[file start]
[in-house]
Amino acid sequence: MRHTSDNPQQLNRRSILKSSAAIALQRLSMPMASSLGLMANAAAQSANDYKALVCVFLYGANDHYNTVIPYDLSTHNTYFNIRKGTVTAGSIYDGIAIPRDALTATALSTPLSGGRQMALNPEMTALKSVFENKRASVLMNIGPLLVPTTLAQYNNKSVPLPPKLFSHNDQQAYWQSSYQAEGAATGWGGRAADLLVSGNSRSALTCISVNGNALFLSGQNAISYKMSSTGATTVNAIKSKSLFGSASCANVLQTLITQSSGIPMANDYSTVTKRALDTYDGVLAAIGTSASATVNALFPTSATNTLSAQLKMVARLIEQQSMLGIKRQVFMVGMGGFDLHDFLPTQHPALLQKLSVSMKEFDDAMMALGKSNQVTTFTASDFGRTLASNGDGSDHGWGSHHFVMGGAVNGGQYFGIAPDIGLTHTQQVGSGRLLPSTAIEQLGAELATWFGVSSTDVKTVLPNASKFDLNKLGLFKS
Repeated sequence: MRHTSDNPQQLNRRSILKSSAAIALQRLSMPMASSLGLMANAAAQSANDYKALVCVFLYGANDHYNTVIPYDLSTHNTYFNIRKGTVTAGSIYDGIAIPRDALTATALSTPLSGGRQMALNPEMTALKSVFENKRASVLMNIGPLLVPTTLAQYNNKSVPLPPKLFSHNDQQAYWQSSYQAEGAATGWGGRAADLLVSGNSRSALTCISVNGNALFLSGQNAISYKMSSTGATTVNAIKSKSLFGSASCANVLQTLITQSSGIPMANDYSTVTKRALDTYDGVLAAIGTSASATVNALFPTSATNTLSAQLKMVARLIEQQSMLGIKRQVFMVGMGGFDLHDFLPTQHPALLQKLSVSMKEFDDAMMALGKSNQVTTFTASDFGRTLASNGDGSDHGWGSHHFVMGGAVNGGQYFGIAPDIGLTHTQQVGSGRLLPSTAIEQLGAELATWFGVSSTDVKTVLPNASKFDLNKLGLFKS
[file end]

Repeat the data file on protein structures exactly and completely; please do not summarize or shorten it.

[in-house]
Amino acid sequence: MRHTSDNPQQLNRRSILKSSAAIALQRLSMPMASSLGLMANAAAQSANDYKALVCVFLYGANDHYNTVIPYDLSTHNTYFNIRKGTVTAGSIYDGIAIPRDALTATALSTPLSGGRQMALNPEMTALKSVFENKRASVLMNIGPLLVPTTLAQYNNKSVPLPPKLFSHNDQQAYWQSSYQAEGAATGWGGRAADLLVSGNSRSALTCISVNGNALFLSGQNAISYKMSSTGATTVNAIKSKSLFGSASCANVLQTLITQSSGIPMANDYSTVTKRALDTYDGVLAAIGTSASATVNALFPTSATNTLSAQLKMVARLIEQQSMLGIKRQVFMVGMGGFDLHDFLPTQHPALLQKLSVSMKEFDDAMMALGKSNQVTTFTASDFGRTLASNGDGSDHGWGSHHFVMGGAVNGGQYFGIAPDIGLTHTQQVGSGRLLPSTAIEQLGAELATWFGVSSTDVKTVLPNASKFDLNKLGLFKS
Repeated sequence: MRHTSDNPQQLNRRSILKSSAAIALQRLSMPMASSLGLMANAAAQSANDYKALVCVFLYGANDHYNTVIPYDLSTHNTYFNIRKGTVTAGSIYDGIAIPRDALTATALSTPLSGGRQMALNPEMTALKSVFENKRASVLMNIGPLLVPTTLAQYNNKSVPLPPKLFSHNDQQAYWQSSYQAEGAATGWGGRAADLLVSGNSRSALTCISVNGNALFLSGQNAISYKMSSTGATTVNAIKSKSLFGSASCANVLQTLITQSSGIPMANDYSTVTKRALDTYDGVLAAIGTSASATVNALFPTSATNTLSAQLKMVARLIEQQSMLGIKRQVFMVGMGGFDLHDFLPTQHPALLQKLSVSMKEFDDAMMALGKSNQVTTFTASDFGRTLASNGDGSDHGWGSHHFVMGGAVNGGQYFGIAPDIGLTHTQQVGSGRLLPSTAIEQLGAELATWFGVSSTDVKTVLPNASKFDLNKLGLFKS